DALLAS – County Commissioner John Wiley Price has been found not guilty of corruption after a seven-week trial.
On Friday, on the eighth day of deliberations, the 12-member jury found that Price was not guilty of bribery and six counts of mail fraud. The jury, which included three African Americans, was hung when it came to the four counts of tax fraud.
Count 1: Bribery— WFAA-TV (@wfaachannel8) April 28, 2017
Counts 2-7: Mail fraud
Count 8: Conspiracy to defraud IRS
Counts 9-11: Tax fraud
Price's top assistant, Dapheny Fain, was also found not guilty on a tax charge and lying to the FBI.
“The commissioner and Ms. Fain are going back to work,” Price’s lawyer, Shirley Baccus-Lobel, said in a scrum of reporters leaving the courtroom. “Hallelujah, citizens they’re back and they’re doing what they’ve been doing every day.
“We’re very -- of course -- pleased, but expected, the verdict of the jury.”
Price did not make any comments immediately after the trial. Fain said simply, "I'm blessed."
Paul Coggins, a former U.S. Attorney for the Northern District of Texas, told WFAA it was a difficult case against Price from the beginning.
"I thought that this would be a tough case, as people pointed out it was not the classic bribery case with cash under the table," Coggins said. "It was a circumstantial case. The jury wasn’t going to see a suitcase full of cash, nor audio or video tapes."
WFAA reached out to Dallas County Judge Clay Jenkins, who said he didn't have any comment about the trial or decision Friday morning.
Prosecutors will decide in the coming weeks whether to re-try Price on the four tax counts on which jurors could not agree. Chief U.S. District Judge Barbara Lynn has given the government a month to let her know.
U.S. Attorney John Parker released a statement Friday on the verdict:
"First, I want to thank the dedicated women and men of the jury for their extraordinary service during this long and difficult process," he said. "I will be convening with the prosecution team over the next several days regarding where we go from here, consistent with the court’s timeline."
Prosecutors must also decide whether to continue to pursue charges against Price's longtime political consultant Kathy Nealy. She is accused of funneling bribes to Price, but because of questions over an immunity agreement with prosecutors for her years of cooperation, Judge Lynn earlier this year ordered that she get a separate trial. With Price's acquittal on the bribery conspiracy, it's unclear if they will follow through on Nealy's prosecution.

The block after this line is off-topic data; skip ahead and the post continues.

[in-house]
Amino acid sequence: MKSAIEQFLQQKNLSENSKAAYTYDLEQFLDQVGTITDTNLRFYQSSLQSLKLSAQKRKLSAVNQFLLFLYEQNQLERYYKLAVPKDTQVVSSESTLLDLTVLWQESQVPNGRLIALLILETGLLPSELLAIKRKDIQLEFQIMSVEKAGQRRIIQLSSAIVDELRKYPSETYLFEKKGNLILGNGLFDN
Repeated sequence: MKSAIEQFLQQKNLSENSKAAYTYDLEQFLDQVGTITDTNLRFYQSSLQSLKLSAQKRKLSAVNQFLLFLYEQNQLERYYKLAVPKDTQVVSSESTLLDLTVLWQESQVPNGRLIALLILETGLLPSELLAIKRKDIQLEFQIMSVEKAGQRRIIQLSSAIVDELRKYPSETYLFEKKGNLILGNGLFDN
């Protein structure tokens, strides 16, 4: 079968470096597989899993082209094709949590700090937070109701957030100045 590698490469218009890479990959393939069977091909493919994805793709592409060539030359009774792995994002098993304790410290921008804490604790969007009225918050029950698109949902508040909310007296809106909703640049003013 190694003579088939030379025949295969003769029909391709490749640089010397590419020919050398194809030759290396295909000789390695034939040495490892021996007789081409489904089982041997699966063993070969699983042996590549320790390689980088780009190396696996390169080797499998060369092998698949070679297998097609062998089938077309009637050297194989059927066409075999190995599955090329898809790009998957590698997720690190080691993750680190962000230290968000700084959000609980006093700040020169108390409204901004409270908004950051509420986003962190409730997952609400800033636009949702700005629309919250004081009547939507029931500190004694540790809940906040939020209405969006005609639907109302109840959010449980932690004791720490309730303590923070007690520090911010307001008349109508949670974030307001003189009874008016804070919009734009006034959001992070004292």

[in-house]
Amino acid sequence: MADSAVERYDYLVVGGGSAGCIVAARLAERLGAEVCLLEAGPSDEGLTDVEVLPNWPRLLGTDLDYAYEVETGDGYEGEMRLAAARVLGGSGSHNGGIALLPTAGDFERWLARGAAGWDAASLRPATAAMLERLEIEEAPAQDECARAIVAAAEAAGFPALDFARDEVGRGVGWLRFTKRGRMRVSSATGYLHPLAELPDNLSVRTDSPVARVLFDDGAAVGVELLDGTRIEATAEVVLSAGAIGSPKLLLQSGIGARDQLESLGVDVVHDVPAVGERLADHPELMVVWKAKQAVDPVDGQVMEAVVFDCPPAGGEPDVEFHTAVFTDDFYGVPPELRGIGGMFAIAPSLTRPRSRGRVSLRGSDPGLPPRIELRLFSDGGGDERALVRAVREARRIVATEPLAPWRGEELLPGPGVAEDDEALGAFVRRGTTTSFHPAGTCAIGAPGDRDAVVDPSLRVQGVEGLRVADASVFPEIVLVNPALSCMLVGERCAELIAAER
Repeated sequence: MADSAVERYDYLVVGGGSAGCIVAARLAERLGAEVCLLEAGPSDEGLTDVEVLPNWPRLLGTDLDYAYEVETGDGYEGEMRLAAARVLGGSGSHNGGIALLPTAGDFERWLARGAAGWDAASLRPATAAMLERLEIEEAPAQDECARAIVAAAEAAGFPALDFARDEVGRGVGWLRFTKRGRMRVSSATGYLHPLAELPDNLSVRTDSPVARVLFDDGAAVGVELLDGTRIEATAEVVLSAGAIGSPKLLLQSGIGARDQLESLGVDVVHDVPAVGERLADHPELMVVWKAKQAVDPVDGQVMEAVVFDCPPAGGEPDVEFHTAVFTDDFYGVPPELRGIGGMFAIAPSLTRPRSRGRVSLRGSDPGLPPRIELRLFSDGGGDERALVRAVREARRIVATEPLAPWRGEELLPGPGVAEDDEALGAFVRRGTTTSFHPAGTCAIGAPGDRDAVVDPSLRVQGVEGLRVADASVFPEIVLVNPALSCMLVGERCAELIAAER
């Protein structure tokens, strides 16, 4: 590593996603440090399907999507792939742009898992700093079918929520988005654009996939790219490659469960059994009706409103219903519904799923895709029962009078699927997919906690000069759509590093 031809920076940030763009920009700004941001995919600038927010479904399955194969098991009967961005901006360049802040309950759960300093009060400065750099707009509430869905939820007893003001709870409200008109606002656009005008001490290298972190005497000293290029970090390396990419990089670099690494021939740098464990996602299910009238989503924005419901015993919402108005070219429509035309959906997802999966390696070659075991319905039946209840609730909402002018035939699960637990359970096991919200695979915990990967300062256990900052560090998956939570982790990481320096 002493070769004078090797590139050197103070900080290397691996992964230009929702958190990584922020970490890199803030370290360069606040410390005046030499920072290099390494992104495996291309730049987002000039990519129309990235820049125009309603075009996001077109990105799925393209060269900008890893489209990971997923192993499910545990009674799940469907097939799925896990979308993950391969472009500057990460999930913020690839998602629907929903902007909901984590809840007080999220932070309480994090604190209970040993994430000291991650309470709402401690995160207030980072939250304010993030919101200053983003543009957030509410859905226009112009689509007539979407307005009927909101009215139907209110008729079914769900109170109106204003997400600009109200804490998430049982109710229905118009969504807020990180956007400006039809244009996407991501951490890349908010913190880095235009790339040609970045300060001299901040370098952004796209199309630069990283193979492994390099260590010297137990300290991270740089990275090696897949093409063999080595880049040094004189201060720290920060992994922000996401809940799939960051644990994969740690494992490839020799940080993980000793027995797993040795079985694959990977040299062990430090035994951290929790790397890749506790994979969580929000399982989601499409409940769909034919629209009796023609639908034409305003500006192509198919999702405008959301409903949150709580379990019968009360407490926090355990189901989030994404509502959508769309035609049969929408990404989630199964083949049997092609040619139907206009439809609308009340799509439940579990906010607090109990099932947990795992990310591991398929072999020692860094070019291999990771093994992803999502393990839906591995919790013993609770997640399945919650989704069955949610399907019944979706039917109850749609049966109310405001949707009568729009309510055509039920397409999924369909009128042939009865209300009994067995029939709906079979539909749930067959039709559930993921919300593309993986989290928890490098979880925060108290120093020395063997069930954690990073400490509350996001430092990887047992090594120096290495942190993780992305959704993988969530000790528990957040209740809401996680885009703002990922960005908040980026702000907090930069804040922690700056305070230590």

Coggins said the decision whether to re-try Price could depend on feedback from jurors.
"A lot of it will turn on if they (federal prosecutors) know how the jury split," Coggins said. "If it was 10-2 for a conviction, that’s one thing. But if is 10-2 for an acquittal, that’s another -- and frankly, if it is a close call, that should tell the prosecutors that there was a substantial group of jurors that did not buy into the case."
Tom Melsheimer, a former federal prosecutor, said Friday's verdict was an enormous loss for the U.S. attorney's office.
"This really calls for a complete reassessment of how the U.S. attorney’s office investigates, evaluates and prosecutes cases," Melsheimer said. "This is not just a loss, it’s an embarrassment.”
Jurors began deliberating last Wednesday morning on the case against Price and Fain. They were deadlocked as of April 25, and the judge instructed them to return to continue deliberations.
Over the past seven weeks, prosecution witnesses have told jurors that Price accepted more than $1 million in bribes in the form of cash, cars, and real estate over about a decade from companies seeking lucrative county contracts. In exchange, prosecutors say, Price voted in their favor and then hid the money from the IRS.
The main conduit of the alleged bribes, according to prosecutors, was Nealy, who has pleaded not guilty. Fain was also accused of helping Price hide money.
Defense attorneys said the commissioner took no bribes, and any money he received from Nealy or Fain consisted of innocent loan repayments.
Price could have faced decades in prison if found guilty. But Judge Lynn promised to throw out any convictions on the mail fraud counts citing lack of evidence. Those counts amount to 20 years in prison, and without them, Price looked at a maximum of 13 years if convicted.
Fain faced a maximum sentence of 10 years.
The corruption investigation dates to 2005 when federal investigators first began looking at the commissioner’s dealings. Six years ago, the FBI raided his home and county office. He wasn't indicted until 2014.
Price, Dallas County’s longest-serving commissioner and the first African American, did not testify in his own trial. If he had, he would have been subject to days of blistering cross examination by prosecutors. Instead, he let his lawyers argue for him. It paid off.
So what has the Price case cost taxpayers so far? We don't know the total cost of the years of salaries of the prosecutors, FBI agents and support staff, but we do know some things.
+ To date, taxpayers have paid the lawyers for Price and Fain about $99,000, with an additional $74,600 approved and in the process of being paid.
+ Jurors (12 plus alternates) were paid in total approximately $52,800 (including parking, mileage and $40 a day each, up to 10 days of service, and $50 a day each thereafter).
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